Column: A 2020 vision for climate action
Let’s hope 2020 marks the start of a year and decade when we finally take climate disruption as seriously as the evidence shows we must. We understand the problem and know how to deal with it. Many solutions exist and more are being developed daily. Consuming less of everything, including energy, rapidly shifting to renewable energy, and protecting and restoring green spaces and wetlands that store carbon are all things we’ve been doing and can do more.
We’d have healthier children, less risk of extreme weather–related events like floods and fires, fewer refugees, cleaner cities and more sustainably managed resources. It’s astounding that anyone would oppose that. Yes, people working in coal, oil and gas have legitimate fears about their futures, which is why they need support and training as the industry automates and transitions.
But we make it more difficult with every year we fail to act decisively. The talk is often of a “gradual” transition, the cliché being, “We can’t get off fossil fuels overnight.” That’s true, but it’s used as an excuse to avoid getting off fossil fuels at all. Through decades of increasingly urgent warnings from the scientific community about the dangers of pumping massive amounts of long-lasting greenhouse gas emissions into the atmosphere, many governments, including ours, have facilitated rapid expansion of the industry, especially for dirtier, less-efficient, harder-to-obtain products like oilsands bitumen.
Despite promises to stop, our government and others continue to massively subsidize the most profitable industry in history with tax breaks, reduced royalties and incentives. Governments develop climate strategies — many of them good — and then turn around and buy a pipeline or frack the hell out of the landscape.
It doesn’t make sense.
Looking south of the border and elsewhere in the world is even more bewildering. The U.S. president rambles incoherently about wind energy while rolling back decades of practical environmental laws and regulations. Australian politicians reject climate solutions and promote the dying coal industry while evacuating their people from record-breaking heat and a country on fire.
What’s going on? Is it simply profit and greed? Fear of change? A lack of empathy and caring for the future? Ignorance? All the above?
Some people who oppose environmental protection believe it’s their religious duty to help speed the “end times.” Politicians on both sides of the U.S.-Canada border are known to follow these beliefs. It’s absurd that people who believe God created the heavens and Earth would be so hell-bent on destroying all they’ve been given. It’s like burning down your house so you can speed your move to a new one that you have not yet seen!
Declining education standards, especially around critical thinking, have made many people more susceptible to the barrage of conspiratorial and other false information flowing through social and conventional media. That information — from climate science denial to outlandish conspiracy theories — is intentionally produced by people determined to maintain their mostly unearned privilege no matter what the cost to the rest of society.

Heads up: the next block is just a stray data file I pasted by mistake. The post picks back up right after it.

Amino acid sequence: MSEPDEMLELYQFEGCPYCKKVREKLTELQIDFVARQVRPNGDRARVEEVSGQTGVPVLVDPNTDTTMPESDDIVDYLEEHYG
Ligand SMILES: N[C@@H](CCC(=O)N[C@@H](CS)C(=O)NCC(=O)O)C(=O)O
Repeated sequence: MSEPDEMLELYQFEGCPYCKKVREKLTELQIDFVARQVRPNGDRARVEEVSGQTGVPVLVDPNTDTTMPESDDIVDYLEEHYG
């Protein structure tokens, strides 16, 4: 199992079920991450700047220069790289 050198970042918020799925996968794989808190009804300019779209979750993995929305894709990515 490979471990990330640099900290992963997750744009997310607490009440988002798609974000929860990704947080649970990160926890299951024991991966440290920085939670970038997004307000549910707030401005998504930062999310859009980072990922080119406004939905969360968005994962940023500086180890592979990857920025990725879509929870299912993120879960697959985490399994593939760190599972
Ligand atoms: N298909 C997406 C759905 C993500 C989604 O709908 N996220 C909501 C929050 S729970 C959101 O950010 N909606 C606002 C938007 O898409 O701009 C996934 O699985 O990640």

If we had politicians willing to act with the urgency the evidence shows is necessary, curbing climate catastrophe would still be a challenge this late in the game, but we could do it. We could at least start to ensure things don’t get worse than they already are.
We can and must do better. But it’s going to take more than changing our diets, buying e-vehicles and conserving energy — as important as those are. We must adapt our economic systems to current conditions and work on solutions that may not fit within the profit-and-growth paradigm, including massive reforestation projects, better environmental regulation, and education, strengthened women’s rights and family planning to stabilize population growth.
We can’t afford to squander limited resources for the sake of a seemingly endless cycle of working and consuming. And we can’t just keep polluting air, water and land and not expect consequences. Some people may accept the idea of an apocalypse, even to the extent of praying for it and wanting to speed its coming. But most of us just want to live healthy, happy lives, where friends, family and experience mean more than money and “stuff.” We’re the majority and so must continue to speak out and speak loudly.
David Suzuki is a scientist, broadcaster, author and co-founder of the David Suzuki Foundation. Written with contributions from David Suzuki Foundation Senior Editor and Writer Ian Hanington.
Learn more at davidsuzuki.org.